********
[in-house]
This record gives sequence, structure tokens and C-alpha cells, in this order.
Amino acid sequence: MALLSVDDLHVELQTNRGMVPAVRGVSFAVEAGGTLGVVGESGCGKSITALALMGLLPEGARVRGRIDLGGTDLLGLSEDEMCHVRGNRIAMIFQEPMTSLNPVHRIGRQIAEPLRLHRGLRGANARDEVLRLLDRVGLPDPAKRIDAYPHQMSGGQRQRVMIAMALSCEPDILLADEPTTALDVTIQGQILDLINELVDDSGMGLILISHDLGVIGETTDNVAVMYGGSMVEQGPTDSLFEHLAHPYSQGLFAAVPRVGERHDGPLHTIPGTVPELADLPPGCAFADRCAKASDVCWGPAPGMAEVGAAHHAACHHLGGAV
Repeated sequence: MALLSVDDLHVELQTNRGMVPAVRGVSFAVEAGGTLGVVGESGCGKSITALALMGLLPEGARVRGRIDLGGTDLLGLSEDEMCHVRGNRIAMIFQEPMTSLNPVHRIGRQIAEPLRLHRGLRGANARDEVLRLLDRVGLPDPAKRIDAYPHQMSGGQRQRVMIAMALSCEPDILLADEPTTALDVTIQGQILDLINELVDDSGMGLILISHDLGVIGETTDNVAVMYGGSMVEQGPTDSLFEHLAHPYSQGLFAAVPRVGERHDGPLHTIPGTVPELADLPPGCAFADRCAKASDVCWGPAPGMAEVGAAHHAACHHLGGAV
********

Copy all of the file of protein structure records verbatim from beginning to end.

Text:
[in-house]
This record gives sequence, structure tokens and C-alpha cells, in this order.
Amino acid sequence: MALLSVDDLHVELQTNRGMVPAVRGVSFAVEAGGTLGVVGESGCGKSITALALMGLLPEGARVRGRIDLGGTDLLGLSEDEMCHVRGNRIAMIFQEPMTSLNPVHRIGRQIAEPLRLHRGLRGANARDEVLRLLDRVGLPDPAKRIDAYPHQMSGGQRQRVMIAMALSCEPDILLADEPTTALDVTIQGQILDLINELVDDSGMGLILISHDLGVIGETTDNVAVMYGGSMVEQGPTDSLFEHLAHPYSQGLFAAVPRVGERHDGPLHTIPGTVPELADLPPGCAFADRCAKASDVCWGPAPGMAEVGAAHHAACHHLGGAV
Repeated sequence: MALLSVDDLHVELQTNRGMVPAVRGVSFAVEAGGTLGVVGESGCGKSITALALMGLLPEGARVRGRIDLGGTDLLGLSEDEMCHVRGNRIAMIFQEPMTSLNPVHRIGRQIAEPLRLHRGLRGANARDEVLRLLDRVGLPDPAKRIDAYPHQMSGGQRQRVMIAMALSCEPDILLADEPTTALDVTIQGQILDLINELVDDSGMGLILISHDLGVIGETTDNVAVMYGGSMVEQGPTDSLFEHLAHPYSQGLFAAVPRVGERHDGPLHTIPGTVPELADLPPGCAFADRCAKASDVCWGPAPGMAEVGAAHHAACHHLGGAV